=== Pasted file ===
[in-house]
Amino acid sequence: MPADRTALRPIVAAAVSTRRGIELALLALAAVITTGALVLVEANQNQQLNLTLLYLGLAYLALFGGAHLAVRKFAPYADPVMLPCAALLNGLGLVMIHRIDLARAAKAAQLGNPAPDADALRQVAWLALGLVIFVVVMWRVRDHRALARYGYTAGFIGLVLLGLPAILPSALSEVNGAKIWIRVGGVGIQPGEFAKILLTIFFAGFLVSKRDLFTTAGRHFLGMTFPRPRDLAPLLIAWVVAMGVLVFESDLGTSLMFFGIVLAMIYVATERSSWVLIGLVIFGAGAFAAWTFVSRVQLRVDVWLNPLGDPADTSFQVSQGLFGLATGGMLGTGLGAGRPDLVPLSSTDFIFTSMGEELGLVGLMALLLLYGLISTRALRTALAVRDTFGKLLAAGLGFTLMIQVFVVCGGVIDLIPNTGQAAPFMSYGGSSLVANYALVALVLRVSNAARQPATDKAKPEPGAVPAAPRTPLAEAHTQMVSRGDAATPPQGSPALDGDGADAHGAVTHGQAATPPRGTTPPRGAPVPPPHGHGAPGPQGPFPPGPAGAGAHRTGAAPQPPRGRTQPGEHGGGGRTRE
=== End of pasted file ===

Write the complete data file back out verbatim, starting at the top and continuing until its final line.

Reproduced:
[in-house]
Amino acid sequence: MPADRTALRPIVAAAVSTRRGIELALLALAAVITTGALVLVEANQNQQLNLTLLYLGLAYLALFGGAHLAVRKFAPYADPVMLPCAALLNGLGLVMIHRIDLARAAKAAQLGNPAPDADALRQVAWLALGLVIFVVVMWRVRDHRALARYGYTAGFIGLVLLGLPAILPSALSEVNGAKIWIRVGGVGIQPGEFAKILLTIFFAGFLVSKRDLFTTAGRHFLGMTFPRPRDLAPLLIAWVVAMGVLVFESDLGTSLMFFGIVLAMIYVATERSSWVLIGLVIFGAGAFAAWTFVSRVQLRVDVWLNPLGDPADTSFQVSQGLFGLATGGMLGTGLGAGRPDLVPLSSTDFIFTSMGEELGLVGLMALLLLYGLISTRALRTALAVRDTFGKLLAAGLGFTLMIQVFVVCGGVIDLIPNTGQAAPFMSYGGSSLVANYALVALVLRVSNAARQPATDKAKPEPGAVPAAPRTPLAEAHTQMVSRGDAATPPQGSPALDGDGADAHGAVTHGQAATPPRGTTPPRGAPVPPPHGHGAPGPQGPFPPGPAGAGAHRTGAAPQPPRGRTQPGEHGGGGRTRE